“Either slow the hell down or pay attention to what you’re doing,” he growled, flashing his badge across the front seat for good measure. A Texas sheriff’s badge carried no authority in California, but John Thomas was too fed up to care about details.
The cabby’s shocked expression did little toward appeasing the nervous twitch John Thomas felt low in his belly, and he knew that the sinking feeling he’d lived with for the last forty-eight hours had nothing to do with California traffic.
Minutes later the cabby pulled up in front of a pink stucco apartment complex surrounded by palms. The black wrought-iron fence and ornate gate standing ajar told him in no uncertain terms that he was definitely in laid-back L.A.
He crawled out of the cab with his bag in one hand and his hat in the other, then tossed some bills through the open window opposite the driver.
“My God,” he muttered, and jammed his Stetson back on his head. “Pink houses! Back home they’d either slap on some whitewash or burn ’em all down and put them out of their misery.”
“Vat you say to me?” the cabby yelled.
John Thomas just shook his head and waved the cabdriver away. Then he took a slow, deep breath and stepped up onto the sidewalk. He stared straight up into the underside of a towering palm tree and back at the odd, almost garish blending of color and cultures surrounding him. Readjusting his Stetson, he picked up his bag and headed toward what he hoped was the vicinity of Apartment 214.
By the time he reached the second floor of the complex, he’d encountered two sets of men holding hands, a woman with purple hair who was wearing a tight, pink bodysuit, a teenager walking four dogs—none above the size of a half-grown armadillo—and had been propositioned by a preteen girl young enough to be his daughter.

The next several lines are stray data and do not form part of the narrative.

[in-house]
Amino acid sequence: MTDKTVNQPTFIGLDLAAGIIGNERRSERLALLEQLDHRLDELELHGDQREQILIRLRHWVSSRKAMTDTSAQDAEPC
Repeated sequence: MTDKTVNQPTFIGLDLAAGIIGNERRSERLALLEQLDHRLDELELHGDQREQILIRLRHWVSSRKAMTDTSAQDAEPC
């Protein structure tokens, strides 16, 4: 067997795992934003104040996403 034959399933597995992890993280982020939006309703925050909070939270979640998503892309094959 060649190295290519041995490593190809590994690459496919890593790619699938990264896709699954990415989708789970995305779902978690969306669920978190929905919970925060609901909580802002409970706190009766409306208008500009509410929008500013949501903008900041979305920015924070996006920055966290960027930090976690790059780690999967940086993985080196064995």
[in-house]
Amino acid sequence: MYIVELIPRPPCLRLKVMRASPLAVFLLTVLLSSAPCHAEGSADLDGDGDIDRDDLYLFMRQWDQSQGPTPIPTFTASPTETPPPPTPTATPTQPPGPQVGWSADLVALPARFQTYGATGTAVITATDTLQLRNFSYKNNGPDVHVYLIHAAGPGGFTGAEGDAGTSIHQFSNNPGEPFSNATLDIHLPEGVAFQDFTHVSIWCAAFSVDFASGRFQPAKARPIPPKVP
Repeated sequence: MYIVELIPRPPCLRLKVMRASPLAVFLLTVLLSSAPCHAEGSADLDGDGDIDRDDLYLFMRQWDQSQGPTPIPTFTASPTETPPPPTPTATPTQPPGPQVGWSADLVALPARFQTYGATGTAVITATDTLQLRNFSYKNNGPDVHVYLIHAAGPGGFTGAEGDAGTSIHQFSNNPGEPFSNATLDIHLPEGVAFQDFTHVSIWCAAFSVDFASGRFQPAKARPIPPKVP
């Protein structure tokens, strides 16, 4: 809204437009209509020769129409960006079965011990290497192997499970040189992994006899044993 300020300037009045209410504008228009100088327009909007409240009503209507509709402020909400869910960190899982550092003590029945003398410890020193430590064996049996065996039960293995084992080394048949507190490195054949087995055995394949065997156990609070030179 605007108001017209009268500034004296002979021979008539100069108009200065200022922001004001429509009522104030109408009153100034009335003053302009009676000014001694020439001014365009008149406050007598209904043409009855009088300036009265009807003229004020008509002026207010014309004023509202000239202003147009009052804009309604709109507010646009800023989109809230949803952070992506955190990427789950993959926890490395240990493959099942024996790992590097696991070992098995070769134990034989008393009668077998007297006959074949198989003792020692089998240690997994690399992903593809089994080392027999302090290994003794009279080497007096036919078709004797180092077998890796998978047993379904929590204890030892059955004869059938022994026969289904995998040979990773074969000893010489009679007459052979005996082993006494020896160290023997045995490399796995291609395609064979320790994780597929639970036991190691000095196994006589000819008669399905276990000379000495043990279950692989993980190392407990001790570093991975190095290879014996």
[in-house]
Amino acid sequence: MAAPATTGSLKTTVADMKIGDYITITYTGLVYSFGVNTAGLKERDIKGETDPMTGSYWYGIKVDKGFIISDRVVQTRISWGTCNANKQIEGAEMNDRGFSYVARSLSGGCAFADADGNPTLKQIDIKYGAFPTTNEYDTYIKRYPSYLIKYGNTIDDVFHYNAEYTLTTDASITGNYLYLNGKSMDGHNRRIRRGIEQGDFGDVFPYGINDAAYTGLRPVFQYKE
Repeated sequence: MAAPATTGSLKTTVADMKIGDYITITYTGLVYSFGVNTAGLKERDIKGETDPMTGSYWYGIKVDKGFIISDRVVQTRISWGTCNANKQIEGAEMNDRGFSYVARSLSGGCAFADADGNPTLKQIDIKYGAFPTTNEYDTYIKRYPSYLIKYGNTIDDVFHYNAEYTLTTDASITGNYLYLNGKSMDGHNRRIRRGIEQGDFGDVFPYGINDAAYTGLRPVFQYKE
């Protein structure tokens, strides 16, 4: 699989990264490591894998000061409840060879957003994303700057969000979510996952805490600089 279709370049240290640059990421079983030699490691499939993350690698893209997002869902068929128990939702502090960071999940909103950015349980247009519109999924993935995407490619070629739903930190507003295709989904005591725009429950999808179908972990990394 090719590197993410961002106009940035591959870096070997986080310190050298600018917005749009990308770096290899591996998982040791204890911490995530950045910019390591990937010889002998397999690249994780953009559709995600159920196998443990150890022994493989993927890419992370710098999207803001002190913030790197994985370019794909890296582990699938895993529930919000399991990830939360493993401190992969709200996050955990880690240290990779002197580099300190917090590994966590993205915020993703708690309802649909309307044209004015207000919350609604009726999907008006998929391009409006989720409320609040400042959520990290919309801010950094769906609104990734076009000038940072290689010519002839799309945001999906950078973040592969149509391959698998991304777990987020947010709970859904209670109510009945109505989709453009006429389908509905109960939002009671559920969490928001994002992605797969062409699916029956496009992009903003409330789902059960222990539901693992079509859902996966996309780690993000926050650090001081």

But when he arrived at the door to Apartment 214, he no longer worried about where he was, but who he was going to see.
He and Samantha were no longer teenagers. But they’d been friends long before they’d been lovers, and in spite of the painful and dramatic way in which they’d parted, he still considered her more than a friend. The twenty-plus years of friendship that lay between them were still as strong as it had been on the night their blood had mixed and their promises had slipped into the silence of the night.
He dropped his bag beside the door, threw back his shoulders and knocked. It was, after all, why he’d come.
There were no tears left to cry. Unmitigated terror had become commonplace for Samantha Carlyle. She was waiting for the inevitable. Day by day the stalker came closer, and there was nothing she could do to stop him.
She could barely remember her life three months ago when she’d been a highly valued member of a Hollywood casting agency, calmly and competently going about the business of fitting the famous and the not-so-famous into starring and supporting roles.
She had thrived on the constant pressure and excitement of finding just the right actor or actress for the part in question. And although she’d been in the business over seven years, she had never gotten used to being the one who also doled out the bad news to the ones who didn’t make the cut. Most of the times the actors and actresses took the rejections in stride. But now and then, there would be one who was devastated by the news. Those were the times that she wished she’d been checking groceries in some supermarket, not ruining someone’s hopes and dreams.